Deadpool #5 Review

by Charles Martin on June 10, 2020

Deadpool #5 Review
Writer: Kelly Thompson
Penciller: Gerardo Sandoval
Inker: Victor Nava with Gerardo Sandoval
Colourist: Chris Sotomayor
Letterer: Joe Sabino
Publisher: Marvel Comics

Deadpool emerges from his first arc with his King of the Monsters crown intact, and this issue serves as a nice "one and done" example of his day-to-day king-ing.

He dismisses Elsa Bloodstone's complaints about the dangers of his new kaiju buddy Smash Smash, whom he sees mainly as a big, adorable play-pal for Jeff the Land Shark. 

And then the monster heads to Manhattan with explosions on his mind. Dang.

Elsa reconnects with Wade in the city and joins his quest to prevent a civilian-killing, property-damaging rampage. That quest doesn't get an entirely happy ending.

But the way the Wade/Elsa relationship develops along the way is amazing.  

The jewel in Deadpool's crown is a touching speech he makes to Smash Smash. It reveals the well-reasoned kinship Deadpool feels for his monstrous subjects and emphasizes that he's striving to do the right thing with his royal responsibilities.

It lands just as heavily with Elsa as it did with me. Her reactions are terrific. Wade's thoughtful words make her reevaluate both her opinion of him and her instinctively antagonistic relationship with monsters. (A little; she's still Elsa Bloodstone!) 

To carry the visual weight, this issue hands the art duties over to Gerardo Sandoval. I've been underwhelmed by some of his work in the past, but he turns in a rock-solid performance here. Victor Nava's inking assistance gives his big, panel-straining characters a fine level of polish, and Chris Sotomayor's colours harmonize with the lines and lend depth to the characters.

There are a few moments of storytelling confusion during the combative final act, but I think they stem from the inherent difficulties of drawing human-sized fighters assaulting a building-sized monster rather than any errors from the art team.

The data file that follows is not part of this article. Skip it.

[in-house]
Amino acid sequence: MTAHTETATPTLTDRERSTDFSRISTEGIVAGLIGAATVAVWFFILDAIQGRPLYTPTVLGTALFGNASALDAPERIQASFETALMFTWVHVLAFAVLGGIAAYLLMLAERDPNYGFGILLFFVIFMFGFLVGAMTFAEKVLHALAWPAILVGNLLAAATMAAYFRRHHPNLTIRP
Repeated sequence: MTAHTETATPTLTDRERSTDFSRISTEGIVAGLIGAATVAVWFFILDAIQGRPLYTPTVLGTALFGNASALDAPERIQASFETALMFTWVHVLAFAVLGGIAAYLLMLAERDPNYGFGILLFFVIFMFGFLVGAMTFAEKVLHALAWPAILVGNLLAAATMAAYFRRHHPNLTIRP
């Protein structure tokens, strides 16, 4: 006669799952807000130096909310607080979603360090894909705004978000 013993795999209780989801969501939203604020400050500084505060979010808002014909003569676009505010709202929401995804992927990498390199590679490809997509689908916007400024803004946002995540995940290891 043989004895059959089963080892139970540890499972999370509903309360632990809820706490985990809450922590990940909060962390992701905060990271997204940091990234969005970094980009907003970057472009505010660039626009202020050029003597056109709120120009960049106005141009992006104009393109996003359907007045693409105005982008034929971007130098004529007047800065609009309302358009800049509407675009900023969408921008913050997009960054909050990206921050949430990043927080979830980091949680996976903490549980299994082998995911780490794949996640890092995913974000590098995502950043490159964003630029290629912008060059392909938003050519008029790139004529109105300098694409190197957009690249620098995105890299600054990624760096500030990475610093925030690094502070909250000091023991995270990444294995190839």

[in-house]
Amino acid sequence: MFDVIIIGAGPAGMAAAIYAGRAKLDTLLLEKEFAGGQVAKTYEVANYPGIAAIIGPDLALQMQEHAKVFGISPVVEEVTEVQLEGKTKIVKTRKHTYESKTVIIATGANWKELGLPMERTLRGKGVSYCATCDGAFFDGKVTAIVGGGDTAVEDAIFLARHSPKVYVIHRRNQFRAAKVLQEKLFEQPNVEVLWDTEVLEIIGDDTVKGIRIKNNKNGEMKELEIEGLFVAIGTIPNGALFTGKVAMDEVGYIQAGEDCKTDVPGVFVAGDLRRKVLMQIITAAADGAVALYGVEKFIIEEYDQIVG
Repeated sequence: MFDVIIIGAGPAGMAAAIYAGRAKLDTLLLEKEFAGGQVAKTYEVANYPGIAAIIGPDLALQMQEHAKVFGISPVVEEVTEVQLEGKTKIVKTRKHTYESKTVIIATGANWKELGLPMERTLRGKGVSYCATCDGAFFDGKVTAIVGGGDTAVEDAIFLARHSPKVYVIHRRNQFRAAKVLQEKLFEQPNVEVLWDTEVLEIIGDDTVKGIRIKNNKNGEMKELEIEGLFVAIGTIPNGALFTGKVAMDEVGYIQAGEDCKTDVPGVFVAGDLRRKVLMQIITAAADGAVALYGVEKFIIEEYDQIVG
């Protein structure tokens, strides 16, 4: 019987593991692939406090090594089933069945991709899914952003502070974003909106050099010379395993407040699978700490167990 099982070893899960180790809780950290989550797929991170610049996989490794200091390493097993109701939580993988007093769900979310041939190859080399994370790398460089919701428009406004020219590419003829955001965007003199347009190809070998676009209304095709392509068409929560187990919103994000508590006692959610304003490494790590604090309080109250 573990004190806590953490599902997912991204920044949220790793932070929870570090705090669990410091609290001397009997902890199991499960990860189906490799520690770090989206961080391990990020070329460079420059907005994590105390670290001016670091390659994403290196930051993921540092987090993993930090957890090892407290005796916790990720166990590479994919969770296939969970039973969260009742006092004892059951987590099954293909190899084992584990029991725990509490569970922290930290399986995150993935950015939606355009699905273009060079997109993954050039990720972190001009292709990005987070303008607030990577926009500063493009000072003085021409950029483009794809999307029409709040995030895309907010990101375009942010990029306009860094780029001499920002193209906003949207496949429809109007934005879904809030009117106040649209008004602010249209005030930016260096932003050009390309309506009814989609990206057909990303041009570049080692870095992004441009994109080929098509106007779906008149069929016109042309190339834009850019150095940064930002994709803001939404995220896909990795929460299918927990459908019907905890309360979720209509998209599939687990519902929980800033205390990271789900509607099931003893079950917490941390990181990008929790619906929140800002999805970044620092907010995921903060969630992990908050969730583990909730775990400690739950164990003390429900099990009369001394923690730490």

Mr. Sandoval's style is particularly great at portraying Deadpool there at the end. The hero gets burned alive a little, and Mr. Sandoval's scruffy linework gives Deadpool's battered costume some persistent, realistic texture.

One word of warning: For almost as long as we've had Deadpool, we've had two Deadpools. There's the irrepressible comedian who lives on top of the fourth wall and serves as the jester of the Marvel universe -- the character I've thought of, ever since Gwenpool introduced the phrase, as "LOL Memes Deadpool." And then there's the lonely, broken man who turns to comedy, in a very human way, to mask his tragic pain.

This issue is a strong showing for the latter Deadpool. To me, that's all to the good; Deadpool becomes more engaging the more realistically and flawed he's portrayed.

But I think LOL Memes Deadpool has his fans. (Why else would Marvel queue up four bloody miniseries for him every year?) And those fans might find this rendition a little too touchy-feely for their taste.

If that's you, though, I urge you not to turn away as this volume adds nuance and complexity to the indestructible murder-clown in the red suit. Without tragedy and hurt and feeling, Deadpool is little more than gore and pop culture gags with a short shelf life. 

In other words -- it was adding pain and human weakness to Deadpool that lifted him out of the Liefeldian mediocrity of his origin and made him one of Marvel's greats.

The best Deadpool runs strike a balance between comedic Deadpool and tragic Deadpool. With this issue's moving peek into the jester's heart, this volume stakes a strong claim on another great balancing act. There's still plenty of comedy and the monster-fighting art doesn't disappoint-- but Deadpool #5's strongest suit is its empathic portrayal of its protagonist.

Our Score:


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Charles Martin's picture
I liked Jeff better with four legs. Chris Bachalo cut him down to two back in #1, but this issue is where I noticed it.